Move over, Trending Topics, and make way for “Moments” from Twitter. For now, this new feature is all being curated by Twitter and a few media partners, but in the future will be available for anyone to create. Of potential great use to direct sellers, this feature could help promote annual conventions and industry conferences, where some have begun dabbling. According to an article from Wired …
“Codenamed Project Lightning, this project was an attempt at making Twitter easier to understand, especially if you’re not a power user, or new to the platform entirely. “When you jump into Twitter,” says Madhu Muthukumar, a product manager at Twitter, “things are already mid-stream. Because you’re not on Twitter most of the day. So, when you get there, the odds that something started the second you got there is low.” Internally, they thought providing a better sense of context and history might go a long way toward getting people up to speed.
Right after they got a prototype running, a story began to unfold. A confusing story. Happening almost entirely on Twitter, with huge ramifications for a thing—NBA basketball—a lot of people care about. It started with Chandler Parsons tweeting an airplane emoji, just as members of the LA Clippers began to track down All-Star center DeAndre Jordan, barricading themselves in his house until he agreed to remain with his current team. All the public saw was a bunch of emoji, and the picture Paul Pierce tweeted because apparently Paul Pierce has never used a smartphone. The tweets were later rounded up and shared on every sports site and TV show on the planet, but Muthukumar and his team saw the story unfolding differently.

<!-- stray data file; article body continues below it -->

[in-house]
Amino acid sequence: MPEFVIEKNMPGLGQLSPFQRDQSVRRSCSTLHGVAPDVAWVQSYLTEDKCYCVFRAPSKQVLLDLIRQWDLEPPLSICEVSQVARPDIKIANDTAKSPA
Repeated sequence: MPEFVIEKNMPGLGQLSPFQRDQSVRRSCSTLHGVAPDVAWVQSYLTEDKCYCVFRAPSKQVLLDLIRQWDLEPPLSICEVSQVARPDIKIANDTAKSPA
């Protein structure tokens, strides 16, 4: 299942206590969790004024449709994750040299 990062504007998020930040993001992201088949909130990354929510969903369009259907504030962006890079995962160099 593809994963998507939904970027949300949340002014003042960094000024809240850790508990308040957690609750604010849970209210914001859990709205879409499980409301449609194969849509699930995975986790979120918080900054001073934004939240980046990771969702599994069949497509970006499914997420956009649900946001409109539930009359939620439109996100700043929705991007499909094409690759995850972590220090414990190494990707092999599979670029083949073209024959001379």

They were looking at Moments, the official name for what came of Project Lightning. Coming to Twitter users in the US beginning today and around the world soon, Moments are, as Muthukumar says, “just tweets in a row.” They’re curated collections of tweets, images, videos, anything you can find on Twitter today. Everything is full screen, with big images and video. Moments have beginnings and endings and can change and evolve over time. Mechanically, they feel a lot like Snapchat Discover, except you follow stories instead of brands. Moments are a respite for people who’d otherwise waste time furiously refreshing their timeline, and far more importantly, they’re a way to use Twitter for people who don’t get Twitter at all.”
To continue reading the full article from Wired, click here.